It smells of wood and fresh paint, there is noise from drills and hammers, boxes are everywhere, half of a wall is not yet wallpapered, protective film is laid on the floor, there is a lot going on. Workers who remove garbage from the building crowd past suppliers who lug champagne bottles and glasses into it.
Where there is still chaos on the construction site, 600 guests are to be welcomed in a few hours: Jeremy Hackett opens his first shop at 14 Savile Row in London. Sir Hardy Amies, probably the most popular tailor of Queen Elizabeth II, previously resided here. There is probably no more suitable address for the traditional British company for men’s clothing; The best tailors have settled here since the 17th century.
Jeremy Hackett and his team made sure that everything was in place in the multi-story building in time for the opening party. “I’m happy to be back on Savile Row after 40 years. Especially as an owner and not as a seller,” jokes Hackett, who worked a few house numbers for a tailor in his youth. In the meantime, he runs an international company.
The opening of the flagship store in a prime location shows that business is going well. Jeremy Hackett explains that the bulk of sales are made up by the ready-made goods, but tailoring is an important growth market for the company.
In times of sustainability debates, fashionable individualization and increasingly relaxed dress codes, one can differentiate oneself from fast fashion with custom-made clothing and suggest belonging to a privileged milieu that values quality. Whether high-priced bespoke or cheaper made-to-measure (see glossary below) – tailoring is flourishing.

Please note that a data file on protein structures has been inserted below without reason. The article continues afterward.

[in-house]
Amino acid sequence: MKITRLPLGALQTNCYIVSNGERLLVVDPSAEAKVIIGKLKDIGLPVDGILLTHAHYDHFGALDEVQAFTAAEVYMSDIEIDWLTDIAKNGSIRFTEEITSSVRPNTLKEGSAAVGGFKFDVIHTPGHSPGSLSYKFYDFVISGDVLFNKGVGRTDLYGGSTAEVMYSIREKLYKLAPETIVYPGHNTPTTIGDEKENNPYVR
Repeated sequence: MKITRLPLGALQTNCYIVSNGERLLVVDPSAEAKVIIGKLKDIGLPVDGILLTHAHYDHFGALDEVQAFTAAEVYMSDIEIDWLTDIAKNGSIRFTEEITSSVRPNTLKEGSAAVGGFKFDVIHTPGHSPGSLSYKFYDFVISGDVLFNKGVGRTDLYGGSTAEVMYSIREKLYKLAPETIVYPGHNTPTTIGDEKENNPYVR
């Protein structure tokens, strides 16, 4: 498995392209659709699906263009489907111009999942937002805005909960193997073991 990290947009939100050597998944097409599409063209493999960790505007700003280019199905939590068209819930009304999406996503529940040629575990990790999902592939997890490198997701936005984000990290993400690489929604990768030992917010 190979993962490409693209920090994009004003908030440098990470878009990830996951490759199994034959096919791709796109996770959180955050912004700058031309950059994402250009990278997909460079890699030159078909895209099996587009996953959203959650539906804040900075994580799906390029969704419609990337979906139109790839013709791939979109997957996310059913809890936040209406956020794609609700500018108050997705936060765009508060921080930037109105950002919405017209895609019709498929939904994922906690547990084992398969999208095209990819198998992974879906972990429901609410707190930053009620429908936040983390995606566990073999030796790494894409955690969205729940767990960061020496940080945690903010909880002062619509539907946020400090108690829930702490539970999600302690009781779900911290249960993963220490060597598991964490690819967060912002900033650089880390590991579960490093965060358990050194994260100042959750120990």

Prashant Motwani, chief development officer of the Belgian company Senszio and son of the company’s founder, also sees huge business potential in tailoring. “The market has grown continuously over the past five to ten years and is far from saturated.” Senszio has also recently started offering its travel tailor services in Vienna.
One of the traveling tailors is on site every four weeks, customers can book appointments online. The meetings take place in a hotel room, in the office or at the customer’s home as required. There the tailor takes measurements, suggests fabrics and buttons. Made-to-measure pieces are ready after four weeks, in the Bespoke area the process takes several months.
At some locations, Senszio has fixed tailors, but “we will also keep the concept of traveling tailors. Customers appreciate that someone comes to them and they don’t have to go to an anonymous shop,” explains Motwani of the success of the sales model.
You can hardly speak of anonymity when you enter Rudolf Niedersüß’s shop. Since 1976 he has been leading Vienna’s first address for men’s tailoring, the Knize company. Furniture and paneling in dark wood with a charming patina, fabric wallpaper, carpet in moss green and creaking floorboards – the premises at Wiener Graben, designed by architect Adolf Loos from 1910 to 1913, convey the long tradition of tailoring.
A lot of court cutter decrees hang on the walls. Then as now, the international aristocracy belonged to the Knize clientele. The tailor has not been able to accept new customers for custom-made products for years.
“There is no shortage of demand, but rather of the workforce,” says the 84-year-old. The young people are no longer willing to perform today. He had tried repeatedly to train apprentices in recent years, but had to quit everyone early because they did not meet his requirements.
According to information from the WKO, the number of final apprenticeship examinations in Austria in the field of clothing design, as the tailor training is officially called, has been constant for years. 117 were completed last year.